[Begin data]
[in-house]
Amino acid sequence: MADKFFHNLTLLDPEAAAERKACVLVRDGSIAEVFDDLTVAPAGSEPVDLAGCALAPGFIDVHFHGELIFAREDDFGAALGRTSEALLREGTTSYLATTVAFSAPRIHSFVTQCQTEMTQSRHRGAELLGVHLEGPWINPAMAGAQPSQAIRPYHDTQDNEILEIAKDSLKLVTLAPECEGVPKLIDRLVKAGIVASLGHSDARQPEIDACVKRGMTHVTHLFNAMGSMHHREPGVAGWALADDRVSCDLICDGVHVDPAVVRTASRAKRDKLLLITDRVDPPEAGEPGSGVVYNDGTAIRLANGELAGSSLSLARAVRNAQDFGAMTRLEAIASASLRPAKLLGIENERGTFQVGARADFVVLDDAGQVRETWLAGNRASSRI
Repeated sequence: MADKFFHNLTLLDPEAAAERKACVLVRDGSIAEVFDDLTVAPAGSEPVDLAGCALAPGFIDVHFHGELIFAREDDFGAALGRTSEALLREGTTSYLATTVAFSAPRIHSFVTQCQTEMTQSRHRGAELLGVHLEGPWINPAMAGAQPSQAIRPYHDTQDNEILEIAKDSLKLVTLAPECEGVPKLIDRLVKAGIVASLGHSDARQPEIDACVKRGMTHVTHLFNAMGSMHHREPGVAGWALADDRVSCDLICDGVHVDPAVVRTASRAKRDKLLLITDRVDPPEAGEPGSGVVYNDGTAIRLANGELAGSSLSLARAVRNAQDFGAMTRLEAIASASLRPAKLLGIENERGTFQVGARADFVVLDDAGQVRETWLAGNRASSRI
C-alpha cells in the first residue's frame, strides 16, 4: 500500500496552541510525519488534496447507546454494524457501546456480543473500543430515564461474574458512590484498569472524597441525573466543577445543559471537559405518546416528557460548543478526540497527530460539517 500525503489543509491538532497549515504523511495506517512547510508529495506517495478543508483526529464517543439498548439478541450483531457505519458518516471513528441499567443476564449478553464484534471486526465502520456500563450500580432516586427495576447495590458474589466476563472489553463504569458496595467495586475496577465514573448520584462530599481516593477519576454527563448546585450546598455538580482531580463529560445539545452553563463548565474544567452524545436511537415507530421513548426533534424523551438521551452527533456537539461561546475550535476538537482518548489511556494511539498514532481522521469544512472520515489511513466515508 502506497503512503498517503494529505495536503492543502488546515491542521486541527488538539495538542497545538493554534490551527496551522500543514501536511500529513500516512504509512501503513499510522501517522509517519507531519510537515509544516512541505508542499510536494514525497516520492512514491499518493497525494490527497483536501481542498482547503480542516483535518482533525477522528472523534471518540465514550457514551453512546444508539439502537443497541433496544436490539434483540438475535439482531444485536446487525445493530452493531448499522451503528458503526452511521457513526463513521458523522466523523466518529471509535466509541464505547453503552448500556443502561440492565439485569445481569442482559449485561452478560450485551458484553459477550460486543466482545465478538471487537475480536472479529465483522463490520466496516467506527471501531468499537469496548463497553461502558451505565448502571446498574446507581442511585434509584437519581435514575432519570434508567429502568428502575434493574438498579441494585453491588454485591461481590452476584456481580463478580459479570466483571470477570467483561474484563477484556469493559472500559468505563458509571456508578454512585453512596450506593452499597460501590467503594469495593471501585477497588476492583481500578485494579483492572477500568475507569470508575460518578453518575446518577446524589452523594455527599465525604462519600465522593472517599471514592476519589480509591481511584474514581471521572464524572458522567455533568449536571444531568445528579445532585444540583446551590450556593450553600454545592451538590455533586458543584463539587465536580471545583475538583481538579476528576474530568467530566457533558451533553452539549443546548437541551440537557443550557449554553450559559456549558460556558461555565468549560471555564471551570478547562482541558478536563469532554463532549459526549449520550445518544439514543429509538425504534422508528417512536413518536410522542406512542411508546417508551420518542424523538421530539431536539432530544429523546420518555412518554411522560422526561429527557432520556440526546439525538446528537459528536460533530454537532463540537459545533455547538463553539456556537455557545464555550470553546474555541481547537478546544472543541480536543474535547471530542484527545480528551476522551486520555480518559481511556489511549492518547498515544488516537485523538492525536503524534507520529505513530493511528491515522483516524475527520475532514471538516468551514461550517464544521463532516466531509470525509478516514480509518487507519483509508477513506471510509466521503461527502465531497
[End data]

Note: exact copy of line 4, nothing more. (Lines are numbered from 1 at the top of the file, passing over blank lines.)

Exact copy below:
C-alpha cells in the first residue's frame, strides 16, 4: 500500500496552541510525519488534496447507546454494524457501546456480543473500543430515564461474574458512590484498569472524597441525573466543577445543559471537559405518546416528557460548543478526540497527530460539517 500525503489543509491538532497549515504523511495506517512547510508529495506517495478543508483526529464517543439498548439478541450483531457505519458518516471513528441499567443476564449478553464484534471486526465502520456500563450500580432516586427495576447495590458474589466476563472489553463504569458496595467495586475496577465514573448520584462530599481516593477519576454527563448546585450546598455538580482531580463529560445539545452553563463548565474544567452524545436511537415507530421513548426533534424523551438521551452527533456537539461561546475550535476538537482518548489511556494511539498514532481522521469544512472520515489511513466515508 502506497503512503498517503494529505495536503492543502488546515491542521486541527488538539495538542497545538493554534490551527496551522500543514501536511500529513500516512504509512501503513499510522501517522509517519507531519510537515509544516512541505508542499510536494514525497516520492512514491499518493497525494490527497483536501481542498482547503480542516483535518482533525477522528472523534471518540465514550457514551453512546444508539439502537443497541433496544436490539434483540438475535439482531444485536446487525445493530452493531448499522451503528458503526452511521457513526463513521458523522466523523466518529471509535466509541464505547453503552448500556443502561440492565439485569445481569442482559449485561452478560450485551458484553459477550460486543466482545465478538471487537475480536472479529465483522463490520466496516467506527471501531468499537469496548463497553461502558451505565448502571446498574446507581442511585434509584437519581435514575432519570434508567429502568428502575434493574438498579441494585453491588454485591461481590452476584456481580463478580459479570466483571470477570467483561474484563477484556469493559472500559468505563458509571456508578454512585453512596450506593452499597460501590467503594469495593471501585477497588476492583481500578485494579483492572477500568475507569470508575460518578453518575446518577446524589452523594455527599465525604462519600465522593472517599471514592476519589480509591481511584474514581471521572464524572458522567455533568449536571444531568445528579445532585444540583446551590450556593450553600454545592451538590455533586458543584463539587465536580471545583475538583481538579476528576474530568467530566457533558451533553452539549443546548437541551440537557443550557449554553450559559456549558460556558461555565468549560471555564471551570478547562482541558478536563469532554463532549459526549449520550445518544439514543429509538425504534422508528417512536413518536410522542406512542411508546417508551420518542424523538421530539431536539432530544429523546420518555412518554411522560422526561429527557432520556440526546439525538446528537459528536460533530454537532463540537459545533455547538463553539456556537455557545464555550470553546474555541481547537478546544472543541480536543474535547471530542484527545480528551476522551486520555480518559481511556489511549492518547498515544488516537485523538492525536503524534507520529505513530493511528491515522483516524475527520475532514471538516468551514461550517464544521463532516466531509470525509478516514480509518487507519483509508477513506471510509466521503461527502465531497